Wednesday, March 20, 2024

Grief is holy

It's been a while since I did anything with this page.  For the last 15 or 20 years, I discovered that I processed through writing, but life got busy and time for that became less.  

Yesterday, my wife lost her mom.  She was the matriarch of the family, friend to countless people, Momma, Grandmommy, Gaga, sister, wife, and as the saying goes, the glue that holds the family together. We are all broken-hearted, and we grieve, but as resurrection people, not as those without hope.  

As I laid down to go to sleep last night, a thought hit me...grief is holy.  Let me explain.  

We grieve much because we love much, correct?  I think we can all agree on that.  If we grieve because we love, and if God is love, then God also grieves with us.  If God grieves, and if God is holy, then, by extension, I feel safe in saying that grief is a holy experience.  

At the death of Lazarus, Jesus wept.  He didn't pontificate.  He didn't offer platitudes.  He didn't pat the folks in the crowd on the shoulder and say, "This is part of God's plan."  He wept.  Jesus, the Second Person of the Trinity, the Firstborn of all creation, the Prince of Peace simply wept.  He grieved the loss of a very close friend.  It was a holy moment.  

Now, I understand that in times like our family is experiencing right now, and that your family has experienced as well, it's not easy to find any amount of comfort or peace.  We are way too human to be expected to find anything else.  Grief is a very human emotion, and very much merited when someone we love enters the church triumphant.  Yet, there they are.  Standing in the background, quietly off to the side, peace and comfort are watching and waiting for just the right moment to walk up and put a hand around our shoulders.  For me, that moment hit when I went to bed last night.  

It had been a very long day.  We've known this was coming for over a year, but didn't think it would come this soon.  I've been distracted at work this week, and it showed.  Steph, my wife, had been with her mom as much as possible for the last 10 days, hoping against hope that the doctors were wrong and that mom would rally.  She had gone home to take a quick nap when her sister called me.  I dropped my tools, closed the doors at the job site, and headed home to tell her.  As I sat beside her on the bed and whispered, "Mom's gone," what I saw was holy grief.  She wept, as any of us would, and she grieved much because she loved much.  Still, it was a holy moment.  God draws near to the broken-hearted.  

To a grieving family, folk will say things like, "You know heaven is celebrating today."  I get the sentiment, I respect what they're trying to do, but it's not helpful.  Heaven may be celebrating, but we're not.  And, do you know what?  That's ok.  It's ok to hold on to our humanity during times like this, even though, as the saying goes, we are spiritual bodies having a physical experience.  It's ok to allow grief to flood over us as we say goodbye to someone we love.  It's ok to weep, uncontrollably even.  It's ok to ask hard questions, like; "Why?' or "Why her?" or "Why now?"  or even "God, why did you let this happen?"   Yes, we are people of the resurrection.  Yes, we have the hope of eternal life.  But, and please hear this, we don't know anything about those things from personal experience.  What we do know, is that someone we love will never pick up the phone and call us again, and in our case, Steph's mom will never make her famous beefaroni again, or her Christmas lasagna, and that hurts.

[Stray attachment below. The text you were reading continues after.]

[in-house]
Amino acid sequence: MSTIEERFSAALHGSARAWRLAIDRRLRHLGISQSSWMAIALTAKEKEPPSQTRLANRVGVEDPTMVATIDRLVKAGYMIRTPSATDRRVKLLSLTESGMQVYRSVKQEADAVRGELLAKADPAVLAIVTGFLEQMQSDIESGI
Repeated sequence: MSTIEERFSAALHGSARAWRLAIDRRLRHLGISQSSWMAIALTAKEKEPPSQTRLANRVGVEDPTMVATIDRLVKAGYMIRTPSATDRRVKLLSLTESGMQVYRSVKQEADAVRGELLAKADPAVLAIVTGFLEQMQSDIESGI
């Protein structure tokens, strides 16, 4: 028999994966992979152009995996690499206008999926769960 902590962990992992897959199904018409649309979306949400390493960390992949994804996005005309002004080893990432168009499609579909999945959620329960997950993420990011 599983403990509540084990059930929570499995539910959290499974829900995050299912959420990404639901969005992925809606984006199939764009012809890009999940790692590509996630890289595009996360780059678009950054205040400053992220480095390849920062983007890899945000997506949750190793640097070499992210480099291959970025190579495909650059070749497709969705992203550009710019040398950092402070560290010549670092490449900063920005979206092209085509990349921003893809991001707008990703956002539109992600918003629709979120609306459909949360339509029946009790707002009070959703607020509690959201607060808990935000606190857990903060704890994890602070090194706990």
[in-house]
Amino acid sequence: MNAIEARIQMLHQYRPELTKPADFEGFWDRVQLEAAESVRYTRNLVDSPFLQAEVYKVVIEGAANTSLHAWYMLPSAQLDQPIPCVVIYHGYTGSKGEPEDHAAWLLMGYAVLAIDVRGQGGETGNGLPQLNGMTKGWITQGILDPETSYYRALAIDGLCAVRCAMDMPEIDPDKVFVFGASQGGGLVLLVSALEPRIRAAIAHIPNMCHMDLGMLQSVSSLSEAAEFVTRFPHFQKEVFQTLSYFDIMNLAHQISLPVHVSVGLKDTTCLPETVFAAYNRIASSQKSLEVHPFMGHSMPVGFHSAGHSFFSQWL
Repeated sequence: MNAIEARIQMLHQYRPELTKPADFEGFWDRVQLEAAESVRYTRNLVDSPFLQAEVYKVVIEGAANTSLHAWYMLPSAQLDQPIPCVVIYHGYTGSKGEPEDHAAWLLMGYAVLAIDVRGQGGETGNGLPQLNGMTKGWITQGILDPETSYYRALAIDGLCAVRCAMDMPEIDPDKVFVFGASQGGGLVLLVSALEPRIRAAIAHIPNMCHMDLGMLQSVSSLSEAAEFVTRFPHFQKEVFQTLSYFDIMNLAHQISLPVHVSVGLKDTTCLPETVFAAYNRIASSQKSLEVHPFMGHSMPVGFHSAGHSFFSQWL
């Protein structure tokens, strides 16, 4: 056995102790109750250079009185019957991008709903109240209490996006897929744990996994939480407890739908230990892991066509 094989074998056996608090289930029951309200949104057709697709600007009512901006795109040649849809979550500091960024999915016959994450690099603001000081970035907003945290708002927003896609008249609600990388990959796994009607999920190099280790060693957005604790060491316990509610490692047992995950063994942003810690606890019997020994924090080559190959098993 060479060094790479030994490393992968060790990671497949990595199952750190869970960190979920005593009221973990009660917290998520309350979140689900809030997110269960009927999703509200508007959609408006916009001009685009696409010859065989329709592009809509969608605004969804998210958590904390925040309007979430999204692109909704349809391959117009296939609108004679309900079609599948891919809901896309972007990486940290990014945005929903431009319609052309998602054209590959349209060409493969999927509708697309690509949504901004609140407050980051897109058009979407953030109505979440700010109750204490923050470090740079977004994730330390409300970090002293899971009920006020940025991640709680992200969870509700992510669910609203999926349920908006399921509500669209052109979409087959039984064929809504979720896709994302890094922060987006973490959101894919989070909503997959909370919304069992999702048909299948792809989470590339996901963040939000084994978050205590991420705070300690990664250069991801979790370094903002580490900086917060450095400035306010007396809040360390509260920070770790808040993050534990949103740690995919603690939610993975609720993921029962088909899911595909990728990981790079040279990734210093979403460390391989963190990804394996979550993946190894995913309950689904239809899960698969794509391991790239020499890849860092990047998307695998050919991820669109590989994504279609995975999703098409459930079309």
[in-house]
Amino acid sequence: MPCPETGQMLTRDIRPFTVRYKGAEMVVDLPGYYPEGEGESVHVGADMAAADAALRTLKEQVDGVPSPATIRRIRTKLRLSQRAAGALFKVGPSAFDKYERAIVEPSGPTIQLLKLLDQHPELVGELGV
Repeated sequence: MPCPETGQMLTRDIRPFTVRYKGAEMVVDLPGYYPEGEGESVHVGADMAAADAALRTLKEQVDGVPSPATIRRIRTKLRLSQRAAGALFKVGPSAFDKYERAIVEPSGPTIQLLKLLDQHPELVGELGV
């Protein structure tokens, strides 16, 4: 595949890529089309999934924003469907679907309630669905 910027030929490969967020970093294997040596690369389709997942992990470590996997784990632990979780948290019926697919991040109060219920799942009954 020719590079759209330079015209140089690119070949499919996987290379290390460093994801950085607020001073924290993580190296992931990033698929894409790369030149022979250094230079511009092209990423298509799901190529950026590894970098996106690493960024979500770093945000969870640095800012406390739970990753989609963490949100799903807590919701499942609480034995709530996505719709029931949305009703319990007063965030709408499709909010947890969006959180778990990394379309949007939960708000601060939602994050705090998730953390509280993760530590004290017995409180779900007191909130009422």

Now, to every coin there are two sides.  Grief is holy, but grief is not part of God's plan.  At least, I don't think it is.  And I know, with every fiber in my being, that it is not part of some perfect plan.  I'm convinced, and I may be wrong, but I'm convinced that in the first days of creation, God did not plan for us to grieve.  God planned and created the day and night, the fish of the sea, stars of the sky, sun, moon, animals, plants of the land, and finally us, but I haven't read in that account where grief was figured in.  Perhaps it's there and I just missed it.  However, after the fall, grief and loss found their place in the world.  

As a pastor, theologian, husband, father, and now grieving son-in-law, I ask this one thing of any who would offer their condolences, now or at any time in the future.  Don't say it.  Just don't.  I know you mean well, I know your intentions are pure, but please don't say things to us, or any grieving family, like "You have to accept this as part of God's perfect plan."  No, we don't.  I cannot believe this feeling was part of some original, divine plan.  Or, "God needed her/him more than you did."  No, God didn't.  We need them here with us, at least for a little longer.  We need to hear their voice, hug their neck, or drink coffee with them.  Please don't say, "God knows best."  I don't argue that theologically, but contextually it doesn't hold water.  Please don't say, "God needed another flower for his garden."  No.  God didn't.  If God was able to speak the entire world into creation, God could do the same with one more flower in the garden.  In fact, you don't have to say anything.  Just be there.  Be that peace and comfort standing off to the side, just waiting for the right moment to slip an arm around a grieving child's shoulders.  Just hold them and let them weep.  Be a safe space for them to be honest with the things they're feeling; with the unknowns, the pain, the anger, the denial.  Allow them the space to process as they are able.  

Why?  Because I feel that is exactly what God would do.  Weep with us.  That's all we ask.  And, actually, God, in the person of Jesus, did just that.